The new results are described in an article accepted for publication in The Astrophysical Journal and available for download from the Breakthrough Listen website.

Source: University of California – Berkeley [September 10, 2018]



BUFFALO charges towards the earliest galaxies

BUFFALO’s view on Abell 370

PR Image heic1816b

The last of the Frontier Fields — Abell 370

Comparison between Frontier Fields and BUFFALO

Digitized sky survey image of Abell 370 (ground-based image)


Zooming onto the galaxy cluster Abell 370

Zooming onto the galaxy cluster Abell 370

Pan across Abell 370

Pan across Abell 370

New Hubble project provides wide-field view of the galaxy cluster Abell 370

The NASA/ESA Hubble Space Telescope has started a new mission to shed light on the evolution of the earliest galaxies in the Universe. The BUFFALO survey will observe six massive galaxy clusters and their surroundings. The first observations show the galaxy cluster Abell 370 and a host of magnified, gravitationally lensed galaxies around it.

Learning about the formation and evolution of the very first galaxies in the Universe is crucial for our understanding of the cosmos. While the NASA/ESA Hubble Space Telescope has already detected some of the most distant galaxies known, their numbers are small, making it hard for astronomers to determine if they represent the Universe at large.

Massive galaxy clusters like Abell 370, which is visible in this new image, can help astronomers find more of these distant objects. The immense masses of galaxy clusters make them act as cosmic magnifying glasses. A cluster’s mass bends and magnifies light from more distant objects behind it, uncovering objects otherwise too faint for even Hubble’s sensitive vision. Using this cosmological trick — known as strong gravitational lensing — Hubble is able to explore some of the earliest and most distant galaxies in the Universe.

Numerous galaxies are lensed by the mass of Abell 370. The most stunning demonstration of gravitational lensing can be seen just below the centre of the cluster. Nicknamed “the Dragon”, this extended feature is made up of a multitude of duplicated images of a spiral galaxy which lies beyond the cluster.

This image of Abell 370 and its surroundings was made as part of the new Beyond Ultra-deep Frontier Fields And Legacy Observations (BUFFALO) survey. This project, led by European astronomers from the Niels Bohr Institute (Denmark) and Durham University (UK), was designed to succeed the successful Frontier Fields project [1]. 101 Hubble orbits — corresponding to 160 hours of precious observation time — have been dedicated to exploring the six Frontier Field galaxy clusters. These additional observations focus on the regions surrounding the galaxy clusters, allowing for a larger field of view.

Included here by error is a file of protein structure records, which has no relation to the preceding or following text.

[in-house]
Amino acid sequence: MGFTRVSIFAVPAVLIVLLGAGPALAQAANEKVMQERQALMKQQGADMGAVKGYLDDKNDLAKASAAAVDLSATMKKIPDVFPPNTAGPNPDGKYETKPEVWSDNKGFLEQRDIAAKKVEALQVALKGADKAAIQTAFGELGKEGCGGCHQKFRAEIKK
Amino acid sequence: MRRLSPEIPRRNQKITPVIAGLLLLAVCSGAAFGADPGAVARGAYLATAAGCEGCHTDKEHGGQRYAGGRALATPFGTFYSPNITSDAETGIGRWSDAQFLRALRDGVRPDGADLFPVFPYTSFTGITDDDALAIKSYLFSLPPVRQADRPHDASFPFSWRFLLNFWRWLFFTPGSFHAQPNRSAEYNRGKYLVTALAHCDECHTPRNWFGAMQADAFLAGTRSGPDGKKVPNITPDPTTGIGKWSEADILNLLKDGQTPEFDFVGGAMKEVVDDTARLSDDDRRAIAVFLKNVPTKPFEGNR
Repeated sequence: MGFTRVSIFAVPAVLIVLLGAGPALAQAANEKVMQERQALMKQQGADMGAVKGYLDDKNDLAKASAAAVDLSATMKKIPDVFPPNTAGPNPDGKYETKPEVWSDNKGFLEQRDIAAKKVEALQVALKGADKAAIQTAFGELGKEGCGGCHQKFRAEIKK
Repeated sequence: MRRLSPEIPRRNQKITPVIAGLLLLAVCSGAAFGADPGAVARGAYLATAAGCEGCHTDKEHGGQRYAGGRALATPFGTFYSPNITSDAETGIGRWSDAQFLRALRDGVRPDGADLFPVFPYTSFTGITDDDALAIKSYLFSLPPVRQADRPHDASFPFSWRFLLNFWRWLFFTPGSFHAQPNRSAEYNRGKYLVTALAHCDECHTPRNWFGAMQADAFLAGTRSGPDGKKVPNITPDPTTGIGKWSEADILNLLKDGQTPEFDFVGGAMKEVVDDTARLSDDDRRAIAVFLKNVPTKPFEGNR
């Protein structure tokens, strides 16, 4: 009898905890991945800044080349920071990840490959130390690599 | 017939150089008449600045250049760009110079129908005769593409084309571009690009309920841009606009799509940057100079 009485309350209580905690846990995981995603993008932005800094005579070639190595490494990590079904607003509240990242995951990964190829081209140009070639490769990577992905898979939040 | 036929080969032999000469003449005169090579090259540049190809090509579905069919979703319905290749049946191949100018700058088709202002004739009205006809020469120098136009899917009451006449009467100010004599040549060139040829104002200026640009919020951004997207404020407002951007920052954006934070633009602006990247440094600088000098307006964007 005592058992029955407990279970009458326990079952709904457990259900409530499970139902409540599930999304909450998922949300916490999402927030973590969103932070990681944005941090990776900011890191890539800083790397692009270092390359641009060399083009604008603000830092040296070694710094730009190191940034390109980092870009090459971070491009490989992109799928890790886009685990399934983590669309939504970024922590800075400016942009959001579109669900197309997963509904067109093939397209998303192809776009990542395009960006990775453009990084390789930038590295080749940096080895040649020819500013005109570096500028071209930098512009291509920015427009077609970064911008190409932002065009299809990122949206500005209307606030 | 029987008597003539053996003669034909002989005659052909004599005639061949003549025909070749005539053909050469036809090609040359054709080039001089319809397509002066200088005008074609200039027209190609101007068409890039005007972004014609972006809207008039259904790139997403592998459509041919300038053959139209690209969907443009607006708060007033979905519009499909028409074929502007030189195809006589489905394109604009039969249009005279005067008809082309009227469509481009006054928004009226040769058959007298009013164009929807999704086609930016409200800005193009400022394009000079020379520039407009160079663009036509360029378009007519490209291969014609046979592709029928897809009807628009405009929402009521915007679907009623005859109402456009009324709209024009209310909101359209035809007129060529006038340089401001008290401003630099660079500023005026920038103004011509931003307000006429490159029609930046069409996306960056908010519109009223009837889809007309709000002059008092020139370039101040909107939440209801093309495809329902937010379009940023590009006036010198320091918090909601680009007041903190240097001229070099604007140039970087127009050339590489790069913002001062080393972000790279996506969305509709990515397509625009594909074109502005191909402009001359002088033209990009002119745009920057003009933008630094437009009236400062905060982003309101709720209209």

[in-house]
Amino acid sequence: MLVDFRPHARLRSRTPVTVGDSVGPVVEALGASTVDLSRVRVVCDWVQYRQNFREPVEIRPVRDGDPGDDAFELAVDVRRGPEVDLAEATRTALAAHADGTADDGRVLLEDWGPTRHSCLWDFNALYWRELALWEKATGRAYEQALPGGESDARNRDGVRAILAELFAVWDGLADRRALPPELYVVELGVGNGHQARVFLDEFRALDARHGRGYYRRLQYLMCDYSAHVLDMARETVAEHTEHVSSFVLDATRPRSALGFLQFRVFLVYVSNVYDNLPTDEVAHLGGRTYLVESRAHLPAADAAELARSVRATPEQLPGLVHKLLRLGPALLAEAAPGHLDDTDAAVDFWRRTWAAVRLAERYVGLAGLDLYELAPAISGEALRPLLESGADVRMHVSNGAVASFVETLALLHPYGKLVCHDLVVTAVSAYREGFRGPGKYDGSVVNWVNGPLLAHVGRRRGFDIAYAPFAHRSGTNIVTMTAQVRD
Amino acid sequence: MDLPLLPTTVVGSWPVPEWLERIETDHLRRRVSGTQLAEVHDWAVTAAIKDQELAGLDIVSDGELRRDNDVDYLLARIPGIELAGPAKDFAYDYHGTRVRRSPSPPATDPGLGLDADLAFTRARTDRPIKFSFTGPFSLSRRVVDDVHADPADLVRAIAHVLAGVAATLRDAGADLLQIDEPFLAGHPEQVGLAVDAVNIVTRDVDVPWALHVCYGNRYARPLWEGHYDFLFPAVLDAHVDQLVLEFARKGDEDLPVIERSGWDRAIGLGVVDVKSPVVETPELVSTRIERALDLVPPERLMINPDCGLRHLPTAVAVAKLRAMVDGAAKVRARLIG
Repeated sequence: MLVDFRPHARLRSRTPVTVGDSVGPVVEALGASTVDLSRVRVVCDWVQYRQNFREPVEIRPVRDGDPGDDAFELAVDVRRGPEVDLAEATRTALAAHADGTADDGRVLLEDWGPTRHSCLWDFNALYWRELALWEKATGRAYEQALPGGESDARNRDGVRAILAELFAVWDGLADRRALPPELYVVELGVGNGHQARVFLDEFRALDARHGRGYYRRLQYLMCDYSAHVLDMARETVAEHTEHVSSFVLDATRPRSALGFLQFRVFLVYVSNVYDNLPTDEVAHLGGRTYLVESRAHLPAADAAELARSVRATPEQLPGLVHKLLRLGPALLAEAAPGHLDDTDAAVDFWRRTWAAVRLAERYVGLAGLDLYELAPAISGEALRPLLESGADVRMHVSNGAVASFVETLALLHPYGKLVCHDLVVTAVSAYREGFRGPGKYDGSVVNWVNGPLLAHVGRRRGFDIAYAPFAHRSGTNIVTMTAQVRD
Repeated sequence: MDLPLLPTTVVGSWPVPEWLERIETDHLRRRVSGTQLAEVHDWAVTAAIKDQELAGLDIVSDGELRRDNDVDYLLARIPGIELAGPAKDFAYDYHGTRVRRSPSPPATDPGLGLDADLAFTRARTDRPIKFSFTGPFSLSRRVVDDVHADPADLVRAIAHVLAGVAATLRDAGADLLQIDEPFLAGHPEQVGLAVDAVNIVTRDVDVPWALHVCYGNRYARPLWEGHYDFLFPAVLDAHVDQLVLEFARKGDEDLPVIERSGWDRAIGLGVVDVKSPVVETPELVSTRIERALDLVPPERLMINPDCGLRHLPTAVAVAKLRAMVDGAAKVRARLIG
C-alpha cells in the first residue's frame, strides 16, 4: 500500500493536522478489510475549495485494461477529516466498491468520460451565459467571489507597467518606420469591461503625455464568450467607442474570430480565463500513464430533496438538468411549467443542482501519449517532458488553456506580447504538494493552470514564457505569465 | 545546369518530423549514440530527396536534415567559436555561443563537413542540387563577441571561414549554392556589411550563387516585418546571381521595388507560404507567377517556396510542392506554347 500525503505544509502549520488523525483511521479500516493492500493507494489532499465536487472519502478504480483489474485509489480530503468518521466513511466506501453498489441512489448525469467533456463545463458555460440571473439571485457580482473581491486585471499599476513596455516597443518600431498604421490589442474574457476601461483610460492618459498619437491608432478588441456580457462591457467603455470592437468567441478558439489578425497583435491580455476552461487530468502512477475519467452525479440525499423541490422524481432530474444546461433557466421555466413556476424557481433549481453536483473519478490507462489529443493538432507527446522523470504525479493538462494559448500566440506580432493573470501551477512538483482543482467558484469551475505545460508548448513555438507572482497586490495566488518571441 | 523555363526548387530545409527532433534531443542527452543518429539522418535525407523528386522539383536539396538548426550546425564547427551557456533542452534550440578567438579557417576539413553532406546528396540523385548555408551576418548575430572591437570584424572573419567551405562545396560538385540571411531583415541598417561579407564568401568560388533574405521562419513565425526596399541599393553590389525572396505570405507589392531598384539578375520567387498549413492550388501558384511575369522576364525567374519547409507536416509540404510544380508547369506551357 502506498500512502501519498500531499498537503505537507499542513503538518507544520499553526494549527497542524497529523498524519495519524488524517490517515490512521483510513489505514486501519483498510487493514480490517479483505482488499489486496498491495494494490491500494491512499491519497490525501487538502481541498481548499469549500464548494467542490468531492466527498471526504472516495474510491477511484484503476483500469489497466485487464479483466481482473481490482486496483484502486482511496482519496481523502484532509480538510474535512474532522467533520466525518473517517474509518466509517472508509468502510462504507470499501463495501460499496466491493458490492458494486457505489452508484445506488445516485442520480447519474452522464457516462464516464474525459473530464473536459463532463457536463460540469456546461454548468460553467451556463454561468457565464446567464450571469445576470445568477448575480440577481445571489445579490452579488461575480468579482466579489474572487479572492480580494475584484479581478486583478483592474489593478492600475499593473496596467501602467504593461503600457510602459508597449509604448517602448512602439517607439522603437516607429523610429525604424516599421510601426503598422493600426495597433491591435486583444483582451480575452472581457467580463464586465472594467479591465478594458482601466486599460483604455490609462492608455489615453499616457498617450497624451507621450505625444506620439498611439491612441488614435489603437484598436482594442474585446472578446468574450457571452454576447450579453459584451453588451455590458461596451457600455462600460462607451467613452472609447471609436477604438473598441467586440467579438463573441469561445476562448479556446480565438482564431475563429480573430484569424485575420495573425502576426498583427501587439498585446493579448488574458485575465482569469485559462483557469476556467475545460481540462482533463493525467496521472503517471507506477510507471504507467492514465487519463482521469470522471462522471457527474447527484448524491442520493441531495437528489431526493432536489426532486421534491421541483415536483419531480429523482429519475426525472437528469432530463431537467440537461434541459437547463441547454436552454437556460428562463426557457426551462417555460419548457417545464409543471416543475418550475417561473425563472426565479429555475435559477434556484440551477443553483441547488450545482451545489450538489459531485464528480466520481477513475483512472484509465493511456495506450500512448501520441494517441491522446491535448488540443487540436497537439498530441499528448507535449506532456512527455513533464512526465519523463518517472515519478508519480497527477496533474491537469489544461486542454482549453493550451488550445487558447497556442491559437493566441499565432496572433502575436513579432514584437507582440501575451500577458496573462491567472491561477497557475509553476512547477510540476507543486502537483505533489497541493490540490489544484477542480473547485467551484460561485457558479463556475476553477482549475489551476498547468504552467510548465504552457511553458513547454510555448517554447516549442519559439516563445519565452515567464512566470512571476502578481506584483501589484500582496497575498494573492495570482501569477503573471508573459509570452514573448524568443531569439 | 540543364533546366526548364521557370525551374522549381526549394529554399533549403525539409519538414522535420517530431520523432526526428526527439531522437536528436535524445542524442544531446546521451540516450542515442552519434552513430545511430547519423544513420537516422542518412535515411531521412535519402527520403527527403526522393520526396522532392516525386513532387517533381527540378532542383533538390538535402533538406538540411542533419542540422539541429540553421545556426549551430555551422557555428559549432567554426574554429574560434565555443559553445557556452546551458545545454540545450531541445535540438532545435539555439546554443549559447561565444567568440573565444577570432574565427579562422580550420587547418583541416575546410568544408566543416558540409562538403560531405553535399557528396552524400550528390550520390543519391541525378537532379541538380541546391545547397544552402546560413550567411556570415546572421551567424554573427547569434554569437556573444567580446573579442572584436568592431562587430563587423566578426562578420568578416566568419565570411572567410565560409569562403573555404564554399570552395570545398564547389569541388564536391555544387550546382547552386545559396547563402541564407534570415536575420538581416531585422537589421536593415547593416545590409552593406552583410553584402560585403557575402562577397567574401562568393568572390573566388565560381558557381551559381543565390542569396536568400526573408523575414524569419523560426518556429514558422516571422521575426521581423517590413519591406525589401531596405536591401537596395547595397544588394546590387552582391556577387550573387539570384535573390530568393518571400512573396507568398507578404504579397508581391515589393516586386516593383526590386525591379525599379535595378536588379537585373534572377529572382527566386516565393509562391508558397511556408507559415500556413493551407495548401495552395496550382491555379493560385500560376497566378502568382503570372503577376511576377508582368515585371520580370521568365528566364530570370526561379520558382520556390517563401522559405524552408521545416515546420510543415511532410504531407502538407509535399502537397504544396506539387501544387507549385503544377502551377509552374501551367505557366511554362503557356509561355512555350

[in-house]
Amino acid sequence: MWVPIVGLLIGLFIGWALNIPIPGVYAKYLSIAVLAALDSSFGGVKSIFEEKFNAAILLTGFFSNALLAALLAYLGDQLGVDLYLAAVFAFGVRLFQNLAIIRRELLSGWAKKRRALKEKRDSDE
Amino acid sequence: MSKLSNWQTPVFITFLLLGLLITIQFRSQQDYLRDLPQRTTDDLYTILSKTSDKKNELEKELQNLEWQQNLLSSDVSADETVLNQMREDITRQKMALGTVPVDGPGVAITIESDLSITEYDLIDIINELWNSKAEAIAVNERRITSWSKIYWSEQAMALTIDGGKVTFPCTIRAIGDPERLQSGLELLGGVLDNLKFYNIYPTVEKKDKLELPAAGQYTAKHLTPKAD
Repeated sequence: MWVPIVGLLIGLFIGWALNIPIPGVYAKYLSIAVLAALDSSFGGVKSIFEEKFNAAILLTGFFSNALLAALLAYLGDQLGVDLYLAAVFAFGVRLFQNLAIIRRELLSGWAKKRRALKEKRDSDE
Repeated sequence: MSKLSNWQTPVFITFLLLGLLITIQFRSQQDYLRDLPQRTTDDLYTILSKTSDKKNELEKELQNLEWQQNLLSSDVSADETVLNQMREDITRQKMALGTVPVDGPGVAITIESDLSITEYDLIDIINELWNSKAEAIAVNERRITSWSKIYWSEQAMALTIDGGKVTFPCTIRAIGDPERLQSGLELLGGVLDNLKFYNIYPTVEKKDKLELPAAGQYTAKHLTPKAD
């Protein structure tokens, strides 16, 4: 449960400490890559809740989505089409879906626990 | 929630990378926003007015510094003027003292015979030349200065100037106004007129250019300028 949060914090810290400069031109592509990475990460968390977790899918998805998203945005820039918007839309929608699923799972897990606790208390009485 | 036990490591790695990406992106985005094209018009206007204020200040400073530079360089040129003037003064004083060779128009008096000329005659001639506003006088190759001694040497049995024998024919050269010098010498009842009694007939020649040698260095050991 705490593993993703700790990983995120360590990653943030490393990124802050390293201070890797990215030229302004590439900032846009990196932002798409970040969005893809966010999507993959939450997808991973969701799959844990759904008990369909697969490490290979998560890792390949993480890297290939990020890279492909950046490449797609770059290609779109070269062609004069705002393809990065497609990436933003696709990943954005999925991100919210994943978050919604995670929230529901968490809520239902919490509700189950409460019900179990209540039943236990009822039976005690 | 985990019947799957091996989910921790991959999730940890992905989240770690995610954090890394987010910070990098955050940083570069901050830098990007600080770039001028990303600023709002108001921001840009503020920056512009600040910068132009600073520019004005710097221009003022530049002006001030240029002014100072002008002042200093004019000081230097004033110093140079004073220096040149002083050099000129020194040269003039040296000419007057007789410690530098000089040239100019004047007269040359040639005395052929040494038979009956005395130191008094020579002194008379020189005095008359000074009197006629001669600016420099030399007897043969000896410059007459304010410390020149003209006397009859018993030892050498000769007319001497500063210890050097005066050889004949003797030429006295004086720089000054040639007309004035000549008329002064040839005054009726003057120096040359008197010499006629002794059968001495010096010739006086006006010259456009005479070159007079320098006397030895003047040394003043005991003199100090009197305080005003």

BUFFALO’s main mission, however, is to investigate how and when the most massive and luminous galaxies in the Universe formed and how early galaxy formation is linked to dark matter assembly. This will allow astronomers to determine how rapidly galaxies formed in the first 800 million years after the Big Bang — paving the way for observations with the upcoming NASA/ESA/CSA James Webb Space Telescope.

Driven by the Frontier Fields observations, BUFFALO will be able to detect the most distant galaxies approximately ten times more efficiently than its progenitor programme. The BUFFALO survey will also take advantage of other space telescopes which have already observed the regions around the clusters. These datasets will be included in the search for the first galaxies.

The extended fields of view will also allow better 3-dimensional mapping of the mass distribution — of both ordinary and dark matter — within each galaxy cluster. These maps help astronomers learn more about the evolution of the lensing galaxy clusters and about the nature of dark matter.


[1] Frontier Fields was a Hubble programme that ran from 2013 to 2017. Hubble spent 630 hours of observation time probing six notable galaxy clusters, all of which showed effects of strong gravitational lensing.

More information

The Hubble Space Telescope is a project of international cooperation between ESA and NASA.

Image credit: NASA, ESA, A. Koekemoer, M. Jauzac, C. Steinhardt, and the BUFFALO team



Charles Steinhardt

Niels Bohr Institute

Copenhagen, Denmark

Tel: +45 35 33 50 10

Mathilde Jauzac

Durham University

Durham, UK

Tel: +44 7445218614

Mathias Jäger

ESA/Hubble, Public Information Officer

Garching, Germany

Tel: +49 176 62397500

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Early Christian Crosses and Stones, Whithorn Museum and Priory, Whithorn, Newton Stewart,...

Early Christian Crosses and Stones, Whithorn Museum and Priory, Whithorn, Newton Stewart, Scotland, 9.9.18.

These are some of the oldest Christian relics in Scotland. The earliest stone dates from 410CE; shortly after the end of Roman occupation of Britain. The stones feature designs and motifs drawn from different cultures and sources.